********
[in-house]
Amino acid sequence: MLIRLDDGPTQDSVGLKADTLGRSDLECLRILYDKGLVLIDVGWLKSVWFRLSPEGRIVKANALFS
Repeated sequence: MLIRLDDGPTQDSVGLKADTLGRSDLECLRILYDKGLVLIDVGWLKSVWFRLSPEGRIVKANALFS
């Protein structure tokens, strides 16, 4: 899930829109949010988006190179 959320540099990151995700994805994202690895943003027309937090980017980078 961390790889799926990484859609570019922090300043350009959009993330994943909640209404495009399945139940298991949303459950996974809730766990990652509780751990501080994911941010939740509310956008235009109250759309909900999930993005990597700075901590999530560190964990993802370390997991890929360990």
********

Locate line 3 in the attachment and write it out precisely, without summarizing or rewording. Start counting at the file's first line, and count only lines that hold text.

Repeated sequence: MLIRLDDGPTQDSVGLKADTLGRSDLECLRILYDKGLVLIDVGWLKSVWFRLSPEGRIVKANALFS